The Hall of Heroes
The second floor gallery tells the story of how Wallaceâ€™s life has inspired generations of Scots through the centuries.
The Wallace Sword
The striking centrepiece on this floor is the Wallace Sword, a powerful symbol of his courage and skill, presented on stone quarried from the Abbey Craig when the Monument was being built.
The sword measures 1.67m, and weighs approximately 3kilos.
Wallace’s sword was brought to the Monument in 1888 from its historic resting place in Dumbarton Castle.
There are a total of 15 white marble busts and one bronze bust in the Hall of Heroes. The busts were donated at different times, sometimes by subscription and at other times by a single donor.
The idea of the hero has been taken beyond the traditional notion of brave freedom fighters to include heroes of 19th century endeavour and reform.
The National Wallace Monument has told the story of Scotland’s first national hero for over 145 years and The Hall of Heroes is the perfect place to tell the story of women who have surprised, delighted and inspired so many with their determination, fortitude and spirit – the very values which Wallace stood for.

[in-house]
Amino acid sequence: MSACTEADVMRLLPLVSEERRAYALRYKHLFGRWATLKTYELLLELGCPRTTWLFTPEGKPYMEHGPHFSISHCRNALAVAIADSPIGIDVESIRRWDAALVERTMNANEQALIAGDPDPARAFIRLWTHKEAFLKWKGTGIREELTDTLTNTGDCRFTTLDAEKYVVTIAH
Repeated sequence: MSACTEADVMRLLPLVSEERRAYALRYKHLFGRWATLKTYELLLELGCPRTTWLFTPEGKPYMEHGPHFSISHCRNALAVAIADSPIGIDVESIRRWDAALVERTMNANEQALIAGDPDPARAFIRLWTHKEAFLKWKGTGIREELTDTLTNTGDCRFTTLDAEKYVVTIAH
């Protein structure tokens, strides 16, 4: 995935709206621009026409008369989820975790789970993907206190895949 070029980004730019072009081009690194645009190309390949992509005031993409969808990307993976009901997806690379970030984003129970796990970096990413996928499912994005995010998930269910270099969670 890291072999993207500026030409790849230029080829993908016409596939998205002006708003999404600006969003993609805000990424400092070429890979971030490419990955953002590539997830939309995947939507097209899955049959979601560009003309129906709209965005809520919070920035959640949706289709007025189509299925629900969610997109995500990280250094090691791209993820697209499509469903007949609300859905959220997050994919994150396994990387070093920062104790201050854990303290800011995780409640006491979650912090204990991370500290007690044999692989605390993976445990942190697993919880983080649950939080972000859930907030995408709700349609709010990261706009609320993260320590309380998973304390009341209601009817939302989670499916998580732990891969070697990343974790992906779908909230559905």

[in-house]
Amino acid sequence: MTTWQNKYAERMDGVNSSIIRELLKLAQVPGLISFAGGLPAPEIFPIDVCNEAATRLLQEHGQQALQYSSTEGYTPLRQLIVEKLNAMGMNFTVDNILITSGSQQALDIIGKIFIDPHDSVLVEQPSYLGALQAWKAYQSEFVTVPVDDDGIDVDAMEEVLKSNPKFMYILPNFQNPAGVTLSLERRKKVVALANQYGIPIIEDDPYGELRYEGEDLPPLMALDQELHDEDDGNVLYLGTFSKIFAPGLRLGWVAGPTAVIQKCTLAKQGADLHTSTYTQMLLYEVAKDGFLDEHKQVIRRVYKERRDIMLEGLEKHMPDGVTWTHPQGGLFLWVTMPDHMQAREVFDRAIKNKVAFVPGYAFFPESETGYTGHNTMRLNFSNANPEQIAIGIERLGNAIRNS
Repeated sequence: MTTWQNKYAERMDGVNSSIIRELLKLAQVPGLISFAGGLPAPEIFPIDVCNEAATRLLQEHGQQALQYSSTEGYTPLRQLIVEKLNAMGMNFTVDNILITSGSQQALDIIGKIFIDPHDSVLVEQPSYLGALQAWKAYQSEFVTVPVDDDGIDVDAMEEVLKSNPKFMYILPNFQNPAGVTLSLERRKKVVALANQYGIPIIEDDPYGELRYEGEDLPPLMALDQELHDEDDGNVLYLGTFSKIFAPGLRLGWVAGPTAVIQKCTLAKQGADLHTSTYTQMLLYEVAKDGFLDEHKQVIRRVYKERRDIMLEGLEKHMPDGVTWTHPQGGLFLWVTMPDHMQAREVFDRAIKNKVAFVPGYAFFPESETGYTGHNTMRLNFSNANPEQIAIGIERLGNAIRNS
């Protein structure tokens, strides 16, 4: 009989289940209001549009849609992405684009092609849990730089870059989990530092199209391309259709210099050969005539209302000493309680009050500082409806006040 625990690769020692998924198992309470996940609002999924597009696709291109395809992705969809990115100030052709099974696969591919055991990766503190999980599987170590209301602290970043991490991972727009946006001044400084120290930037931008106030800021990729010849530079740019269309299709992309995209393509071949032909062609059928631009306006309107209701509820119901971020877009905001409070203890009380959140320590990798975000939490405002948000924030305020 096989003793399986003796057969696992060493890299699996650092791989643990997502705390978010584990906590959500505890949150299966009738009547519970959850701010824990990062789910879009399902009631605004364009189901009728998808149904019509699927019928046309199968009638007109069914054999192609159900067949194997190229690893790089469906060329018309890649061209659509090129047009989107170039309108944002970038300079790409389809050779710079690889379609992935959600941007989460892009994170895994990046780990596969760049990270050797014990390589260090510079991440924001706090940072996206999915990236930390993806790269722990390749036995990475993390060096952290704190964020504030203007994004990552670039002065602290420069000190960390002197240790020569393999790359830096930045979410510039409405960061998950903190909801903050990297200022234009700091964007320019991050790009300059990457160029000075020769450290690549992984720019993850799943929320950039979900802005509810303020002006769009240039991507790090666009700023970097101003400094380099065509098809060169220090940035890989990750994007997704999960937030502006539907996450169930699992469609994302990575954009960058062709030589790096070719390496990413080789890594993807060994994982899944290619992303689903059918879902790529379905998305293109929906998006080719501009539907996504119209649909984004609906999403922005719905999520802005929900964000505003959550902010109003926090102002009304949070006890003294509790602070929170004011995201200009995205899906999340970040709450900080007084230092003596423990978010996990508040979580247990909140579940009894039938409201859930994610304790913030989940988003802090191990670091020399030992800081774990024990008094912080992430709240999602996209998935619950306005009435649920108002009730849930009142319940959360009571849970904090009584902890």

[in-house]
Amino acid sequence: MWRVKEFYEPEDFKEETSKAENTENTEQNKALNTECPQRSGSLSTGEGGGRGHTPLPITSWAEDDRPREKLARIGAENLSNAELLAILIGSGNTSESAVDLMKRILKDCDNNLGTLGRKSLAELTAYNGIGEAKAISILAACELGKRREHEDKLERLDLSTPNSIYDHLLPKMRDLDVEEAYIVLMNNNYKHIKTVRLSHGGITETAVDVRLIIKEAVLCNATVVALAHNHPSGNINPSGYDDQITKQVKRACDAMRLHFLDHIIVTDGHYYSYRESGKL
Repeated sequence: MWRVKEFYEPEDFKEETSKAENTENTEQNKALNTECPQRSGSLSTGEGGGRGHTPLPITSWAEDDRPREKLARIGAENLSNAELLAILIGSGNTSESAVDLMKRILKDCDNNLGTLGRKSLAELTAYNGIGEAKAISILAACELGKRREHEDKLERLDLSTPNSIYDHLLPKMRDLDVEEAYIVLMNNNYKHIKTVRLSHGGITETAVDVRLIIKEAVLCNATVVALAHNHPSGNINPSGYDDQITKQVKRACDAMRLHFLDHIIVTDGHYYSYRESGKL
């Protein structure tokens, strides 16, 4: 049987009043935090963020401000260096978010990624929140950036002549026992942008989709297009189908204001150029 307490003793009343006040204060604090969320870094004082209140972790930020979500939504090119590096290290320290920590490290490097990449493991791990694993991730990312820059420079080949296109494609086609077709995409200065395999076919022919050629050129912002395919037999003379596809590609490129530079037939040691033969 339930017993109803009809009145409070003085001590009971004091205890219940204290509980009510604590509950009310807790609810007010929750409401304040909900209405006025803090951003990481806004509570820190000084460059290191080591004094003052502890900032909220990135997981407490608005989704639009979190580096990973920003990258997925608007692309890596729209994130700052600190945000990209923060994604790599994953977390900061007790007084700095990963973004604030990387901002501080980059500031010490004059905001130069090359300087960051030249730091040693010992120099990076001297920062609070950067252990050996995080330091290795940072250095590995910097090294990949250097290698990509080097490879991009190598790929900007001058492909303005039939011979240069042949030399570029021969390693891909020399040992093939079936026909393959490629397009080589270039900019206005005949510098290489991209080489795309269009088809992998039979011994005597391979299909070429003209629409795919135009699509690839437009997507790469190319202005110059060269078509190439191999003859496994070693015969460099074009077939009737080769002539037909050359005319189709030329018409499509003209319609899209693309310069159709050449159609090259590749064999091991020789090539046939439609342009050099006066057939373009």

In 2017 The National Wallace Monument announced that Maggie Keswick Jencks and Mary Slessor will be the first female figureheads introduced into The Hall of Heroes.
The physical and logistical constraints of The Hall of Heroes present challenges as to the number and nature of commemorative displays that can be accommodated.Â Initially, the two heroines will be commemorated, whilst additional displays and information will tell the story of the other deserving females shortlisted. Stirling District Tourism will then begin the process of recasting the exhibition space to allow further heroines and heroes to be introduced over time.